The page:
I recently read an article on the Los Angeles Times website about Georgia kindergarten student Salecia Johnson, whose temper tantrum ended her up in handcuffs, and wondered how it got that far. The journalist describes her ripping items off of the wall, biting a doorknob and pushing over a shelf. But not once did the article depict or explain any of the techniques the principal or teachers (admittedly in the room) were applying to convince the child to defuse her anger, distract her attention or assuage the conflict.
Children spend roughly 8 hours a day on school grounds roughly 9 ½ months of the year, on a nationwide average. Although parents are responsible for a great majority of their children’s well-rounded development, during the 40 hours a week at school of teacher lead instruction, the child’s comprehension, reasoning and rationale in that environment is influenced as well. The educational advancement and psychological support that occurs in school are requirements of any successful academic environment because it is understood that each child does not leave their emotions at home in the morning or at school at the end of the day.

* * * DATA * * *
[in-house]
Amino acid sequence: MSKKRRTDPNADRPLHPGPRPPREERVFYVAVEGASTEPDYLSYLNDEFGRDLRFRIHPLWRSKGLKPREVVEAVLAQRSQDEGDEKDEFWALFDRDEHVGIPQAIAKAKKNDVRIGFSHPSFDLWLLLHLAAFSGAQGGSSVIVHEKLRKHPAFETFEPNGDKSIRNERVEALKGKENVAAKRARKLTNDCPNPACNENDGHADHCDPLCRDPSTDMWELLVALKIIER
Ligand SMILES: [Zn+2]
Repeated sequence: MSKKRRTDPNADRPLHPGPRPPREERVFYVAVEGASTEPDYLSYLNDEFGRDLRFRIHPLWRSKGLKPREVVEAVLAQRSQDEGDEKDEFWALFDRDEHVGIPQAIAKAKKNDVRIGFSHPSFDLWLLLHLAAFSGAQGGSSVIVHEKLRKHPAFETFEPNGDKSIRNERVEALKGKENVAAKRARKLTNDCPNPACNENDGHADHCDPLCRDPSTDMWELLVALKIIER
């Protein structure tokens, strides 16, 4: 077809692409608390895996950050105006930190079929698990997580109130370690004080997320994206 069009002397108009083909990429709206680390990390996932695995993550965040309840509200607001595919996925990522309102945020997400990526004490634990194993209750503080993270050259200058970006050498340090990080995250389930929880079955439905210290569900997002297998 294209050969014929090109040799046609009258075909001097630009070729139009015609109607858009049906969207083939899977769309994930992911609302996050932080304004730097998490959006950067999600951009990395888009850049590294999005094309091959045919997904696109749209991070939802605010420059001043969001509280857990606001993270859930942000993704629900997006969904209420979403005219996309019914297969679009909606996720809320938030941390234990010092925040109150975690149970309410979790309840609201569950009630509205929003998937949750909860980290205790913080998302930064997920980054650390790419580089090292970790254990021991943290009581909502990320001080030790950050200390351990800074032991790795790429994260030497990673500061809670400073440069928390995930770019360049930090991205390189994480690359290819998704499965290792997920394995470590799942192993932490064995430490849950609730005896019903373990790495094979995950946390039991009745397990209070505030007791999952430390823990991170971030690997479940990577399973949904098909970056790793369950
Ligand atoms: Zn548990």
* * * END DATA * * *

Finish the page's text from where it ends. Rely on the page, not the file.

The process is not about fixing families: it’s about teaching all of the students, not just the well-behaved ones. So, how does a six-year-old’s tantrum end up being resolved by county police officers with handcuffs and a ride to the local police department? The problem with police involvement in this situation is that they are trained to talk suicide attempts off of ledges, hardened criminals into giving up guns and to calmly rescue hysterical hostage victims out of dangerous situations but the only way to calm a six year old girl’s tantrum was to put her in handcuffs and drive her to the nearest station to wait for her parents. Like one article commenter said, “a tantrum is a psychological issue, not a criminal one.” The parents and school need to work together to provide Salecia Johnson and her classmates, who witnessed that day, with a great education on how to process one’s feelings and communicate calmly with others without fear of being arrested. Here are some great tips from childwelfare.gov on how to stop a tantrum before it starts. Next time your child is acting up, try them out! Whatever the results, they’re sure to be preferable to a ride in a police car.